In the case presented above, although the patient’s hemopneumothorax was successfully treated with chest tube thoracostomy, alternatives have been utilized amongst surgeons.

Although the absence of respiratory sounds and the presence of subcutaneous emphysema exists in up to 100% of tension pneumothoraces, some might not present with such defining features on imaging and go unnoticed on chest x-ray.6 This subtype of pneumothorax occurs in 2-20% of blunt chest trauma patients and is termed an occult pneumothorax. Occult pneumothoraces can be detected on CT and ultrasound, which can have a sensitivity of up to 98.1%.6 Urgent evaluation is necessary in such patients as these occur in 51% of trauma patients with a pneumothorax with possible progression to a tension pneumothorax6. For those with subcutaneous emphysema, fractured ribs, or a pulmonary contusion, the clinical suspicion for an occult pneumothorax should be high and thus evaluated with a chest CT. Gaining more recognition in the medical community is the use of ultrasound in patients with multiple injuries requiring spinal immobilization. The advantage to using ultrasound is the lack of invasiveness and the avoidance of radiation exposure. For those with occult pneumothoraces, the general approach should be continuous monitoring of vital signs as long as the patient is stable and without symptoms.6 

In those with extensive trauma, the use of a CT in severe shock patients can be difficult. In those with multiple fractures and no experienced ultrasound user nearby, it’s been proposed that the use of an oblique chest x-ray can be used in these situations.7 One author reported a sensitivity, specificity, and accuracy of an oblique chest x-ray to be 61.4%, 99.2%, and 90.9%, respectively which is very comparable to the statistics seen with a thoracic ultrasound.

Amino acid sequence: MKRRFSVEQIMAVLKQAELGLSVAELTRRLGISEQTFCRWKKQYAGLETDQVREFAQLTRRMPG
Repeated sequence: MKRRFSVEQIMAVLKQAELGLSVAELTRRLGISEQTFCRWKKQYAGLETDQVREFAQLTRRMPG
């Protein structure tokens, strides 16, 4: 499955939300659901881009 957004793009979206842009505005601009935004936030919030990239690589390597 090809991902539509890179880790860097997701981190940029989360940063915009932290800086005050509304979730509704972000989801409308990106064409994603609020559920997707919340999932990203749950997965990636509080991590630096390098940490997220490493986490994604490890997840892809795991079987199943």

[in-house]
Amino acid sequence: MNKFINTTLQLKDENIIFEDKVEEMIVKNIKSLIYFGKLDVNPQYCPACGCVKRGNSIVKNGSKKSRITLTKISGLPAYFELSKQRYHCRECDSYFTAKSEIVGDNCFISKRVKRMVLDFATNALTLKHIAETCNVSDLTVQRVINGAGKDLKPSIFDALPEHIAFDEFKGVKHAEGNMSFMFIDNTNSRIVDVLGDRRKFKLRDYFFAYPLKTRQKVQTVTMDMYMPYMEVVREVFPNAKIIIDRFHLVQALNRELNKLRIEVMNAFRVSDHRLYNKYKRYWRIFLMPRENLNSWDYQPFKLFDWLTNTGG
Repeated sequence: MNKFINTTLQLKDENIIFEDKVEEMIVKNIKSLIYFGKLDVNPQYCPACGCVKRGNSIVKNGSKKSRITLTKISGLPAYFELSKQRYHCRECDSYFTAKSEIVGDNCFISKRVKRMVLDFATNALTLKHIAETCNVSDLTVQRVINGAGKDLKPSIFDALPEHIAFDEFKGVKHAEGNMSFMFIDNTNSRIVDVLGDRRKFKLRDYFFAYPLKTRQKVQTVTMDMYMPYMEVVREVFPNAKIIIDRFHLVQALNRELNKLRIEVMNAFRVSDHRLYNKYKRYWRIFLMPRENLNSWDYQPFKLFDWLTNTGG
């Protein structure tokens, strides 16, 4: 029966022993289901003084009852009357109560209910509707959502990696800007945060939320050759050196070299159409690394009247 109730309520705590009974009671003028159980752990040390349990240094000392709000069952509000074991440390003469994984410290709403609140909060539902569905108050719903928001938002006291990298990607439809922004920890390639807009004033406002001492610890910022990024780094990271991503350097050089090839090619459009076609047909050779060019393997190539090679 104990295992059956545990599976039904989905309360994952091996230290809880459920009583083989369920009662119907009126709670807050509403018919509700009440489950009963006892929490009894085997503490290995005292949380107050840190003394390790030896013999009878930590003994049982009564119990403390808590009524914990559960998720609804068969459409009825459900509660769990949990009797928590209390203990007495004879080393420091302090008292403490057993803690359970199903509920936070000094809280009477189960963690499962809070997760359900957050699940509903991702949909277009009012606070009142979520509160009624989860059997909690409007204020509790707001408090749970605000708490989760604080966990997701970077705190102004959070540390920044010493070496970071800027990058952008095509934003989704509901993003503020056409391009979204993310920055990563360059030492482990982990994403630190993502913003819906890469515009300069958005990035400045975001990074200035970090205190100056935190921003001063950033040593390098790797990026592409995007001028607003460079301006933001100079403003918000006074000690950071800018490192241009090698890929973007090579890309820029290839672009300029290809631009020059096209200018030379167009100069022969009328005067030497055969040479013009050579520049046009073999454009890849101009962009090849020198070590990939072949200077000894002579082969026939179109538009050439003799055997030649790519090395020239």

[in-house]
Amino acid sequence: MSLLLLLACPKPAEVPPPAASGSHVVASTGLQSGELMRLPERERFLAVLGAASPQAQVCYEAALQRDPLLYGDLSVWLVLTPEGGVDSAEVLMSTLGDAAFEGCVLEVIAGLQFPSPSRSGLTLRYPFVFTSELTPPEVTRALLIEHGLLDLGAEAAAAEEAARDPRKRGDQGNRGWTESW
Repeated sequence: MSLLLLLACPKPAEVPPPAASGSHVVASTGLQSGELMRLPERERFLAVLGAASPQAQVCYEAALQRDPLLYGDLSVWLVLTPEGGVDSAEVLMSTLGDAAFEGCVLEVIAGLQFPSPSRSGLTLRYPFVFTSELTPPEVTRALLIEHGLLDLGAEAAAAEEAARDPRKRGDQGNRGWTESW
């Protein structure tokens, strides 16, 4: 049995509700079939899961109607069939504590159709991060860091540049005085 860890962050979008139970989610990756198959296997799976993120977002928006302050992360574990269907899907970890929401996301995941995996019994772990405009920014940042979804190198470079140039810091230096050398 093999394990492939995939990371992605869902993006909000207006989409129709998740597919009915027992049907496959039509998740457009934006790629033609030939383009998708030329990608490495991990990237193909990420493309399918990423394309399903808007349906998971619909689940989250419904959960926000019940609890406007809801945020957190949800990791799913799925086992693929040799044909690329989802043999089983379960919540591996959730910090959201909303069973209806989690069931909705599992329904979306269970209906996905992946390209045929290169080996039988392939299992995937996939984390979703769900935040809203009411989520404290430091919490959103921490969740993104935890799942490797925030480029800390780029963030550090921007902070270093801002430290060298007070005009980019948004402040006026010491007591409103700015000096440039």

The use of percutaneous pleural pigtails have been mentioned in literature for the treatment of traumatic blunt injury to the chest. In one study, pigtail catheters were mentioned as an emerging technique that is effective and less morbid than its counterpart, a large bore chest tube.8 Advantages to using the pigtail catheter is its smaller caliber size and increased flexibility. This results in less pain being produced and less injury to nearby tissue.8 Some complications that may arise is kinking of the catheter due to its smaller diameter, air emboli, subclavian vein laceration, inadvertent placement of catheter in left ventricle which occurred in one rare case with a 3 year old, and rarely lung parenchyma penetration.8 In another study for the treatment of a traumatic hemothorax/ hemopneumothorax, the authors found no difference between the draining capabilities of a pleural pigtail compared to a chest tube.9 In addition, patients found that the use of a pleural pigtail was associated with a better experience with less pain compared to a chest tube. Baseline characteristics of the patients, failure rates, and duration of tube insertion were similar between the cohorts.

One additional alternative to using a chest tube is the utilization of a thoracic vent.10 This small sized portable pneumothorax kit is a minimally invasive kit that can be used for emergency situations. An advantage to this technique compared to a chest tube is allowing the patient to be treated on an outpatient basis with increased mobilization, which reduces overall medical costs. One study with 18 patients had no complications from the procedure and had a clinical success rate of 88.9%, which was defined as complete resolution of signs and symptoms related to the pneumothorax.10 Furthermore, at the 3 year follow up recurrence-free overall success rate was 72.2%. In another study comparing it to an intercostal chest tube, they recommended the use of a thoracic vent as first line therapy.11

Although the tradition is to use a chest tube for the treatment of a pneumothorax, many techniques are used in alternatives when certain situations arise. This article describes the use of a chest tube thoracostomy and describes the alternatives with their potential benefits. 


  • Chest tube

  • Scalpel

  • Hemostat

  • O-silk stitches

  • Pleur-evac® Chest Drainage System


Nothing to disclose.

Statement of Consent

The patient referred to in this video has given their informed consent to be filmed and is aware that information and images will be published online.